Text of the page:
Tamara Girardi is an Assistant Professor of English at HACC, Central Pennsylvania’s Community College, and writes young adult fantasy and contemporary fiction.
If you had a time machine, where and when would you be right now?
I’ve always had the urge to go back in time to Tudor England and explain to Henry VIII the whole x and y chromosome thing. But I’m not sure I could get back to my time machine before he took my head.
These questions are so hard! I’m fascinated by space—how it changes and also holds so many secrets and memories—over time. So I’d love to see the places I’ve been to and how they’ve changed. Maybe my neighborhood 100 years ago. Pittsburgh 100 years ago. Or even further back. And other places I’ve visited too: New York City, Boston, London, Edinburgh, Paris. Wow, my time machine better be good for lots of miles!
What advice would you give your younger self?
Write more. And save everything you write. Read more. Enjoy the journey because there’s no telling when you’ll get to the destination, or really what the destination might actually be.
What is your favorite resource for writers?
Other writers, which is kind of a trick question in that other writers link you to so many resources. But more than that, they keep you going. They inspire you. They challenge you. They celebrate when you take a step forward, and they commiserate when those inevitable steps backward occur. Finally, they get this thing we’re doing with our lives. They know what it means when you say, “I got a full request from an agent,” or “I have an R&R.” While your family and friends might smile encouragingly, your writing community knows what all the “stuff” means, and they celebrate that stuff with you!
What has been the most satisfying aspect of your literary career?
My first and my last reader—to date. When I started writing YA, I shared a very rough manuscript with my friend’s teenage daughter. Then we met at Primanti’s (which is a Pittsburgh institution, by the way, so eat there!). She gushed over how much she loved the book and what, specifically, she loved. Her encouragement made me believe in myself, and I LOVED that someone read something I wrote and felt so passionate about it.
Right before I went on submission in March, I asked a high school friend for a sensitivity read for one of my characters. She told me it would probably take a couple weeks to get back to me. The next day she had read all of the highlighted scenes with the character in question. Three days later, she messaged me that she couldn’t stop reading and how much she loved my story. Hearing from people who read the words, get the words, and love the words—that’s what matters most!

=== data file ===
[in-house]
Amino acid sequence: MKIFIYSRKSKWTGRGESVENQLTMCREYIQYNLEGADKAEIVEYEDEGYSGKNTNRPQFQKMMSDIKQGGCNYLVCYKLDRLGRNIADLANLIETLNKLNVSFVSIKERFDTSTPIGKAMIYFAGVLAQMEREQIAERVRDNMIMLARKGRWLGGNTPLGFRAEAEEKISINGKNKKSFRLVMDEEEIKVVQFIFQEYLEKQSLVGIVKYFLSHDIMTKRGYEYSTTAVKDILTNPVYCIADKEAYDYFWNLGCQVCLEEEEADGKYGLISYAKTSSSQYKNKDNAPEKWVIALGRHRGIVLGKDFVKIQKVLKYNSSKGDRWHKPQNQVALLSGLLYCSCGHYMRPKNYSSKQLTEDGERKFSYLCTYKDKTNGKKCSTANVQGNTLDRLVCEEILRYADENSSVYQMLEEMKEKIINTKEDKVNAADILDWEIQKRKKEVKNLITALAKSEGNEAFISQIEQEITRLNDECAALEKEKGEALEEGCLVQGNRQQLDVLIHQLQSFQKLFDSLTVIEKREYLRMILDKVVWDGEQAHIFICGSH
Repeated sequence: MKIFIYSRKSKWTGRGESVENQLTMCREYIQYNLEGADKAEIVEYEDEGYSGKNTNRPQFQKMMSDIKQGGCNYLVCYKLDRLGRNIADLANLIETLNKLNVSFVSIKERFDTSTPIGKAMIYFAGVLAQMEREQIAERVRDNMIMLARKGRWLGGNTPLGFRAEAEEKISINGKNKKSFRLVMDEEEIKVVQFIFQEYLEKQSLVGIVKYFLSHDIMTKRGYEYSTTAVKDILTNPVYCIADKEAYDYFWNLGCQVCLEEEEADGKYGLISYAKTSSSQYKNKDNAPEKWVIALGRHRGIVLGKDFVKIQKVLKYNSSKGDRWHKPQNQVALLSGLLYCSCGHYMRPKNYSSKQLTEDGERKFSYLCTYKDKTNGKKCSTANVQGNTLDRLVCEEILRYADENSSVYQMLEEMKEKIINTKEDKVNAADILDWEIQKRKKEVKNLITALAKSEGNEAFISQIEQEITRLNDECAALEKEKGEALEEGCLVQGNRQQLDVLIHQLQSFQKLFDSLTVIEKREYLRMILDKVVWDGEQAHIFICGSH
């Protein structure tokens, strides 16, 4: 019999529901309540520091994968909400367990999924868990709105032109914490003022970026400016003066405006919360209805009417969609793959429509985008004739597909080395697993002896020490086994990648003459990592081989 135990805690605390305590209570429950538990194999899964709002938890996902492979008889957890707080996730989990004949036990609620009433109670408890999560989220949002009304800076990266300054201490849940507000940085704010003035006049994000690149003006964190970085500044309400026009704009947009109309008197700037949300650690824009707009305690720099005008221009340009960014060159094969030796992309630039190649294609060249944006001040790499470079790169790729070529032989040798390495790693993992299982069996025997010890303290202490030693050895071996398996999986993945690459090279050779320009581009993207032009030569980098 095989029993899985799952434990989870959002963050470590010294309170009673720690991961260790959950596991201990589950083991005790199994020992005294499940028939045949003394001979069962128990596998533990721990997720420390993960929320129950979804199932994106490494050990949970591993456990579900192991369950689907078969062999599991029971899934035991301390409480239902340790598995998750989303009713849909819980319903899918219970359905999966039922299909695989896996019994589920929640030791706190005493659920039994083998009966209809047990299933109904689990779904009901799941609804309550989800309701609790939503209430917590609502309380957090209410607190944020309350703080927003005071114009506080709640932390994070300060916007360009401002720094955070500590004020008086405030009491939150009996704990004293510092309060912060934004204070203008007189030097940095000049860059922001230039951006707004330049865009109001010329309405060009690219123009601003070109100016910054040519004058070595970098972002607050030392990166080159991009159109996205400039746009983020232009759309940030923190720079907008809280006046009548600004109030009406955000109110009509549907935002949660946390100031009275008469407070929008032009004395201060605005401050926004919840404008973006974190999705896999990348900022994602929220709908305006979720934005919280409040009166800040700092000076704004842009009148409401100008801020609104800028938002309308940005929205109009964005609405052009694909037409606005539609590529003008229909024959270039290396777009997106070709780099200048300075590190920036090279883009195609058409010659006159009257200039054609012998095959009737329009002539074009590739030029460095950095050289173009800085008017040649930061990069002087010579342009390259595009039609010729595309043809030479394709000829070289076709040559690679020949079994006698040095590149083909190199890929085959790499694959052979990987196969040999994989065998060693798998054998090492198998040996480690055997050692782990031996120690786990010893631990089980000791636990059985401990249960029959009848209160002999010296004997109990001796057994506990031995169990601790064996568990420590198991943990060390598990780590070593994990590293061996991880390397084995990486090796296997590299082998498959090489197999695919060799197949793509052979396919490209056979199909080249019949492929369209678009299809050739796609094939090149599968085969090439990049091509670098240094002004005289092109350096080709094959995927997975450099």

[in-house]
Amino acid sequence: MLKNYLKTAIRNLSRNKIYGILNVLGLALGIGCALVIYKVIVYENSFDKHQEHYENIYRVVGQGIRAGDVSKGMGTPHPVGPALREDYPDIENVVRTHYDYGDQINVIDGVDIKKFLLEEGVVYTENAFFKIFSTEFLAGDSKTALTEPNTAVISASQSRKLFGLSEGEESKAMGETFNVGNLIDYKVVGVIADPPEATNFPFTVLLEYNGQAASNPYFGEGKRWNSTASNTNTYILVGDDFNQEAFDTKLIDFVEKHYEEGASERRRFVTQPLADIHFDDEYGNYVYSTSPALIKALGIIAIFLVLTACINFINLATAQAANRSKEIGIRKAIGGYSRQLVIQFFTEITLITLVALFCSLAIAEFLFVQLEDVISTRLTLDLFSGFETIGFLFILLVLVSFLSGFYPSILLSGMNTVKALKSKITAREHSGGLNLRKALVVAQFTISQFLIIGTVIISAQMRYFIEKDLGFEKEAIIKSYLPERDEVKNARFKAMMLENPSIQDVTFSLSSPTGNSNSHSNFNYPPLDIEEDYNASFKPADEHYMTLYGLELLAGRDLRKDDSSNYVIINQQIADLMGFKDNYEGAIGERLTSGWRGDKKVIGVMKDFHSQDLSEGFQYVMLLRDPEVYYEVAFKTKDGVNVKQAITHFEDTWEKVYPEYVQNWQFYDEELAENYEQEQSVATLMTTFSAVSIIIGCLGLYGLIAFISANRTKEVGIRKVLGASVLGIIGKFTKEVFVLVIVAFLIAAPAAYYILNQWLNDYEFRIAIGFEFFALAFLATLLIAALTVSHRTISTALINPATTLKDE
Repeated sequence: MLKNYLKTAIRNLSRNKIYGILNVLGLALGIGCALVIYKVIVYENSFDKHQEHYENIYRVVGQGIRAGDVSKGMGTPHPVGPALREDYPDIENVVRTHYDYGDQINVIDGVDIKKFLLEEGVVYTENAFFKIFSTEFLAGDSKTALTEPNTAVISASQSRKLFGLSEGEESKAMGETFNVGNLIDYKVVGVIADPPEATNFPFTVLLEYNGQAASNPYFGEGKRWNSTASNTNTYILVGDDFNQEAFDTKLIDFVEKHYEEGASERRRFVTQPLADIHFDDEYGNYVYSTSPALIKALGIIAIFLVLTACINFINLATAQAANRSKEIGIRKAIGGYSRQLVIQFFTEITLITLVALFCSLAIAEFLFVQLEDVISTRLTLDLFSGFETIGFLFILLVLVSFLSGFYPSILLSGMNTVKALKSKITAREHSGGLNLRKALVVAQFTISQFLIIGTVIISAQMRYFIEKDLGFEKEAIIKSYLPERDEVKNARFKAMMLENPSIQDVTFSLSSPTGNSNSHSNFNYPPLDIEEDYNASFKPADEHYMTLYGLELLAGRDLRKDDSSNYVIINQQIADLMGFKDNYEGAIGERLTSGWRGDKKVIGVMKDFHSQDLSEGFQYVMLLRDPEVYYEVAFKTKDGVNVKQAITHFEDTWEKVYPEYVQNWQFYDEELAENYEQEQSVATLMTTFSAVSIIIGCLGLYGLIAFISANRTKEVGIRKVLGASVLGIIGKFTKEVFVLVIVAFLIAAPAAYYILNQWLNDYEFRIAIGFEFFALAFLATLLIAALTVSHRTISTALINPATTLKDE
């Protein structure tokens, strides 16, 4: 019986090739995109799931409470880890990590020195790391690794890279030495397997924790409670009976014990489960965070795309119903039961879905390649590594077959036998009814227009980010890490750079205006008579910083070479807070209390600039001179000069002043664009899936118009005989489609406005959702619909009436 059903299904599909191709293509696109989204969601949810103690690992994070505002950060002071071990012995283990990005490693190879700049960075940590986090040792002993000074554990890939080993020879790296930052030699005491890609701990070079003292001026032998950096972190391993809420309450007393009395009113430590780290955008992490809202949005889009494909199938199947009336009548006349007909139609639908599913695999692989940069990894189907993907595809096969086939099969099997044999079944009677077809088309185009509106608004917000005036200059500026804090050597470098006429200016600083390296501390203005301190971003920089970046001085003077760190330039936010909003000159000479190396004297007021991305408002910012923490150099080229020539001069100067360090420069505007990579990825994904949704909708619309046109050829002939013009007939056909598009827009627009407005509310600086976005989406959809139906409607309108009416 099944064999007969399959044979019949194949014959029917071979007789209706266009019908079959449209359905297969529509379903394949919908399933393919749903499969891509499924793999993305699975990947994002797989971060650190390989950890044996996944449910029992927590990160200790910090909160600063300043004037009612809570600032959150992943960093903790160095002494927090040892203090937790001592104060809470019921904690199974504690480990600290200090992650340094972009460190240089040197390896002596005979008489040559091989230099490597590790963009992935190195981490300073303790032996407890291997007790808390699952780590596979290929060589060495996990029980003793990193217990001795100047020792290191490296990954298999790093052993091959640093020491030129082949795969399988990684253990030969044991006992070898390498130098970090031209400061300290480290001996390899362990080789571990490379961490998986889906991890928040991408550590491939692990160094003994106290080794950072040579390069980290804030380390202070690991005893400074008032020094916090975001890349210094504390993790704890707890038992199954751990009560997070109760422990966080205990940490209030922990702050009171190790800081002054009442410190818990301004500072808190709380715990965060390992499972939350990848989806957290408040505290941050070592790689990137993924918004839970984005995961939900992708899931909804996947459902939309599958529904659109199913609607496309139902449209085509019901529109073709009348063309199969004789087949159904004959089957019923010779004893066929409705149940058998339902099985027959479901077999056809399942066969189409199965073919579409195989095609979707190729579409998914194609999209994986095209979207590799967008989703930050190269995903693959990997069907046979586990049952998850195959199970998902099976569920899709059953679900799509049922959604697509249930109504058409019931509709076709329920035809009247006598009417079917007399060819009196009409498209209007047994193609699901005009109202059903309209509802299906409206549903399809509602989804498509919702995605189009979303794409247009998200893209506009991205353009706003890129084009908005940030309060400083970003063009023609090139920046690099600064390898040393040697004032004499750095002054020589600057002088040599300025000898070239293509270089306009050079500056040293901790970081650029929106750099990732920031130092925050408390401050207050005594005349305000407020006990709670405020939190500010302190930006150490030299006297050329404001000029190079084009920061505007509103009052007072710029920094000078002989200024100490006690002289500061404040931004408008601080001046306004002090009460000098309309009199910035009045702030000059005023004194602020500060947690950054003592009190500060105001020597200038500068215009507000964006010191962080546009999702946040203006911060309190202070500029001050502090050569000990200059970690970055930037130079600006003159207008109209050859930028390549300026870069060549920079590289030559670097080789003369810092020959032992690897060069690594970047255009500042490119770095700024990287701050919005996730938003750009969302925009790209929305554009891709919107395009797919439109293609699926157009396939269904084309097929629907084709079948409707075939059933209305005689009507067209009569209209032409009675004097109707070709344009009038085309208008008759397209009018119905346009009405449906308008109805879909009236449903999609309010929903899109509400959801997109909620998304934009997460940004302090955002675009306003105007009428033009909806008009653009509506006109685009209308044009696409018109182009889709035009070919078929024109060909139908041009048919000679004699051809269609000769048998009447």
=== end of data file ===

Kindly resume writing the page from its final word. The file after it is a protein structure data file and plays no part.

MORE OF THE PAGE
What is your favorite tip for writers?
Don’t compare yourself to other writers. I tell myself this often, too. It’s so difficult with social media and Publisher’s Marketplace splashing the day’s deals into your inbox. But the only person you should compete against is yourself. If you’re a better writer today than you were yesterday, you’re doing amazingly. Think of how much better you’ll be next year. Competing against others is crippling. Competing against yourself is motivating.
What is the most challenging aspect of your work?
Lately, for me, it’s been knowing when to shut off the thoughts of the market and instead embrace my creativity. Knowing the market and writing the story you were meant to write is such a delicate balance. I’m still working on that.
If you were stranded on a desert island, what three items would you take with you?
This is such a hard question because I’m not much of a desert island kind of person. I don’t do the outdoorsy thing very well, as much as I’d like to think I do. So, I’ll say my house (complete with everything inside—including the SUV in my garage). Cheating, I know. And imagine that! I still have two more items to choose.
Moana! I’d take Moana because my kids would be terribly grateful, and she would absolutely help us survive. (I realize she’s not an item, but does a house really count either?). Just imagine the fireside sing-a-longs we’ll have!
How else can I cheat at this…? A boat. There. That’s somewhat reasonable. I would use it to fish, and possibly get myself back to civilization.
So, in summation – what have you learned about me? I don’t follow rules. My kids are probably listening to How Far I’ll Go this very moment.
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